Experiment has verified that this can be done. A graph of deflection from a constant applied force versus amount of gas dissolved in a liquid at a constant temperature shows a well defined curve. FIG. 1 shows such a graph.

To make a pre-calibrated graph as shown in FIG. 1, one applies a known force on the outside of the thin-walled container and notes the amount of deflection of the container. This can be done by measuring the distance travelled by a force-exerting plunger moving in a straight line perpendicular to the container. Then, one can use conventional methods to determine the amount of gas dissolved in the liquid, like using a Zahmand Nagel pressure tester. At constant temperatures, and constant applied force, a plot of deflection vs. amount of dissolved gas will yield curves as shown in FIG. 1.

Once such a graph is obtained, it can be used to determine the amount of dissolved gas corresponding to any amount of deflection.

The duration of time over which the force is applied to the outside of the bottle must be short enough so that the amount of carbon dioxide in the head space does not change appreciably because of more carbon dioxide being dissolved into the liquid in response to the increase in pressure. To keep the change in amount of CO2 in the head space negligible, it is most desirable that the duration of the application of the force be on a time scale of less than one minute.

Error can be minimized by placing the bottle and the experimental apparatus in a liquid bath or other temperature-controlled environment, thereby facilitating the maintenance of a constant temperature throughout the experiment.

Another possible source of error in the pressure determination is the resistance to the applied force exerted by the bottle itself. The amount of error involved here, however, is not significant if the applied force is very large in comparison to the resistance of the bottle wall itself.

During the carbonation process, a small amount of air enters a beverage bottle along with the carbon dioxide. However, the amount of air in the head space need not be accounted for since its presence leads only to a slight error in that determination of the amount of carbon dioxide in the liquid. Many studies relating to this error have been done by others, for example W. P. Heath, and the factors are reasonably well known. Where shelf life testing is done according to this invention, the error due to the presence of air in the head space would largely be self-compensating.

Referring to FIG. 2, the apparatus for carrying out the method includes a means to exert a measured amount of force on the containers such as a small plunger 10 supported by a frame 11 which can exert a measured amount of force on the side of the bottle 12 resting on a support 14 at the bottom of the frame 11. Typically, the plunger 10 will have a cross-sectional area of about one inch and will be capable of exerting forces in the range of 25 to 100 pounds. It is to be understood that these parameters may be varied, depending upon the need of the user.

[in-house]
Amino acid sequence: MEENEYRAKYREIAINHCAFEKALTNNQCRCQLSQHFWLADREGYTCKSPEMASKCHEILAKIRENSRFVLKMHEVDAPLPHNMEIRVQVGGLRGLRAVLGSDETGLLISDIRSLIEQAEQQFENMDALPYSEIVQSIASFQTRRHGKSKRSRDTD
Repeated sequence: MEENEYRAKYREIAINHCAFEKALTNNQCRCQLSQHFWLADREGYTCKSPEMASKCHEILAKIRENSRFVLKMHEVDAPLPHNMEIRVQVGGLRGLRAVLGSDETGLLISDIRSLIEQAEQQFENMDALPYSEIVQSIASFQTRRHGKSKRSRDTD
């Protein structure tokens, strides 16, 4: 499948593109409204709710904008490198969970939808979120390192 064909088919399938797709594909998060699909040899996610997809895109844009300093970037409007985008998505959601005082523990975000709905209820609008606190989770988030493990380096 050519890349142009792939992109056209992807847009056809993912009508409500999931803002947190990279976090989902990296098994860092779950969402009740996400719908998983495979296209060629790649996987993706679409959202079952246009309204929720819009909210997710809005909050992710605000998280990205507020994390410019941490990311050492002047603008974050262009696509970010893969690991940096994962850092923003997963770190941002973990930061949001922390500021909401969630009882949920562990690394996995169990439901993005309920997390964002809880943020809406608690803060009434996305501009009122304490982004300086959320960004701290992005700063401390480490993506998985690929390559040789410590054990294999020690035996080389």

In a preferred embodiment, the plunger 10 may travel downward to contact a bottle 12 resting on its side, although it may travel sideways to contact a bottle standing upright.

The apparatus also includes an indicator 16 to show how far the plunger has deflected the bottle side, and means to indicate how much force is being applied 18. A modified top end loader can be used to carry out the method of the invention when a bottle support is added to its structure.

To maintain a constant temperature while performing a test on a bottle, a controlled temperature cabinet can be mounted on the frame 11 to enclose the bottle 12 and plunger 10.

Patent Citations
Cited PatentFiling datePublication dateApplicantTitle
US2736191 *Oct 22, 1954Feb 28, 1956 Device for determining volume of
US2737803 *Feb 8, 1952Mar 13, 1956American Can CoMethod of and apparatus for pressure testing filled containers
US3958448 *Oct 10, 1974May 25, 1976Aluminum Company Of AmericaTest apparatus for pressurized container and method
US4208903 *Jan 19, 1979Jun 24, 1980The Coca-Cola CompanyAutomatic carbonation shaker
Referenced by
Citing PatentFiling datePublication dateApplicantTitle
US4952498 *May 6, 1988Aug 28, 1990Waters John RMethod and apparatus for detecting microorganism activity
US5051360 *Apr 24, 1990Sep 24, 1991Abo, Inc.Sampling, incubation and detection of the pressure change
US5473161 *Jun 21, 1994Dec 5, 1995The Coca-Cola CompanyMethod for testing carbonation loss from beverage bottles using IR spectroscopy
US5537859 *Dec 20, 1994Jul 23, 1996House Foods CorporationMethod of determining the amount of the fluid content with a smaller specific gravity in airtightly sealed flexible containers on a continuous basis
US6964197Oct 16, 2001Nov 15, 2005Ball CorporationShelf life testing unit
U.S. Classification73/19.1, 73/52
International ClassificationG01N7/00
Cooperative ClassificationG01N7/00
European ClassificationG01N7/00